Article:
Inflation and the Russia-Ukraine war have been featured in many analyses of the global supply chain. Silicon Valley Bank (SVB) and Signature Bank’s failure has now joined that list of growing concerns. Even as companies enter their recovery mode, a financial threat means that they must consider the possibility of returning to the drawing board. Some logistics companies will be directly impacted by the inability to meet payroll as the banking system sorts through the mess created by the collapse. Even those that can recover their funds are not fully guaranteed compensation for lost time or the implications of getting a reputation for not delivering on time. 

Will customers become more cautious about spending?

The rapid bank failures have hit customer pockets and added to the feeling that the economy is unstable. Hence, the need to save and plan. That might mean that discretionary spending goes down. Without spending, there is less need for the global supply chain. The implication is that a banking failure initially thought to be the exclusive concern of the tech types in Silicon Valley has the potential to spread to unexpected and vulnerable parts of the economy. The logic industry’s much-referenced resilience has been challenged by changing customer demands. A major bank failure will increase that uncertainty despite the reassurances from the Feds. 

The broader context created even more demands on the logistics sector. China and Asia were the presumed manufacturing giants and exporters of the world. The major buyers were Europe and North America. The Covid-19 pandemic hit that dynamic by first changing the consumption patterns in industrialized nations where people were dipping into their savings to purchase essentials like food and medicine online. Then the suppliers dealt with labor shortages and the usual challenges, such as Lunar New Year. China was also recently dealing with a new pandemic and draconian measures to control it. The combination of these disruptions meant that the supply chain was not quite the same as it was before the pandemic. 

The experts offer advice on surviving these challenges 

Short of exiting the global supply chain, companies have no option but to find coping methods. The first thing to do is to prevent contagion and manage its effects. Precise knowledge about the effects of bank breakdowns will be essential because not every logistics company will be affected similarly. Secondly, it is imperative to build resilience to withstand additional shocks, the logistics sector and global supply chain will withstand those pressures. Baker McKenzie has recently produced a podcast that highlights some of the strategies for shock-proofing the global supply chain.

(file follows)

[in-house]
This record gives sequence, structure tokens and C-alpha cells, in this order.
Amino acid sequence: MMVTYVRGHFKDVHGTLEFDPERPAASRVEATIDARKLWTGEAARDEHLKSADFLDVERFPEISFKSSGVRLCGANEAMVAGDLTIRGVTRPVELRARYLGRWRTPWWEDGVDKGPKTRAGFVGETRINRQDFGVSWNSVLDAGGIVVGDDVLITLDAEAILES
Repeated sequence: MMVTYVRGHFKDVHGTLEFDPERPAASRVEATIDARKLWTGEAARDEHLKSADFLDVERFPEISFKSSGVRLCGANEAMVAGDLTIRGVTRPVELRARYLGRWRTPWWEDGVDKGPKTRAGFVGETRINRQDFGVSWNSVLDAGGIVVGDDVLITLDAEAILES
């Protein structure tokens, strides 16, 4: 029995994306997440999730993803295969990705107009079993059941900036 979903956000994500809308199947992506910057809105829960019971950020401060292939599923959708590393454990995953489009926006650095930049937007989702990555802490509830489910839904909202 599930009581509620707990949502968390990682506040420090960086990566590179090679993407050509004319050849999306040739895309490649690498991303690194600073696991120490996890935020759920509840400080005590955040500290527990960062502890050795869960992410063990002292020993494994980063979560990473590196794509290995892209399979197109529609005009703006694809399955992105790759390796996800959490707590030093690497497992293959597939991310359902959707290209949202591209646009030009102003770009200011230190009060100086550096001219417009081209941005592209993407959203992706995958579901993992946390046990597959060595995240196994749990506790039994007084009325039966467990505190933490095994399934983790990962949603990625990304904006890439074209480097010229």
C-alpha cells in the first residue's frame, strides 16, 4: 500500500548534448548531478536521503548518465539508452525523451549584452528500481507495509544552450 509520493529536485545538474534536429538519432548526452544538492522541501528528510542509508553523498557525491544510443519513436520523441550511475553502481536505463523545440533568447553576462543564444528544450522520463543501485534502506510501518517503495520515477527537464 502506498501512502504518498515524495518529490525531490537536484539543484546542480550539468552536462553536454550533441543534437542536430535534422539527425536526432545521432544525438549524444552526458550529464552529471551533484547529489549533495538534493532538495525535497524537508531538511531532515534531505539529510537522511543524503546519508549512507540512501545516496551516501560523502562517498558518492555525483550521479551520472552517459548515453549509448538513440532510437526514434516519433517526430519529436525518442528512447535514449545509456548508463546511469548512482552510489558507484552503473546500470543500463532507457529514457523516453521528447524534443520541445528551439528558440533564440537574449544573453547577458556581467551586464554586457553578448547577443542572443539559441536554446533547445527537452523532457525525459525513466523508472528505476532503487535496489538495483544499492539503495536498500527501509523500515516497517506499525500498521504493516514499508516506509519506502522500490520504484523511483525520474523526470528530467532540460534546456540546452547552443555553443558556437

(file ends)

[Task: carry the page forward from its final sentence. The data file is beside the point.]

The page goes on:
Some measures include developing an awareness of how the broader global economy impacts local issues. We have seen trade wars and protectionism negatively impacting international trade. That is always unwelcome news for the logistics sector. At the same time, the post-Covid era will require an agile global supply chain that can respond to customers’ needs in various contexts. For instance, the old modalities of just-in-time support may not work when unforeseen events overtake any strategic plans made by decision-makers. 

Is there any hope in the reassurances from the Feds?

The fact that the feds have sought to reassure the business community is not a complete guarantee. However, it means that the US government is keenly aware of the implications of the failure of Silicon Valley Bank (SVB) and Signature Bank. Perhaps even more importantly, the authorities are on notice in case further bank failures call for engagement. The risk is that regulators fail to learn the lessons of the latest failure, and another crisis hits before full resilience has been achieved. Not only would that be a sad indictment of the financial system, but it would also imply that the global supply chain has much more chaos to contend with in the foreseeable future. 

Entirely changing the global supply chain is no mean feat, and it is important not to panic because of a single incident or series of incidents. Nevertheless, the suddenness of the Silicon Valley Bank (SVB) and Signature Bank crisis shows that the dynamics can change quickly. The assumptions underpinning the recovery from Covid-19 may not fit into the realities of a complex and interconnected global economy. Those in the logistics sector should continue watching for updates from the feds and reconsider their banking options. 

Wrapping up

Overall, the failure of Silicon Valley Bank (SVB) and Signature Bank has meant that entire swathes of the US economy are worried. Because this is the giant consumer of the globe, the supply chain worldwide has reason to be concerned. The reassurances about guarantees and economic stability from the feds have not been enough to reassure a logistics sector with three years of instability. 

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Victor Nunez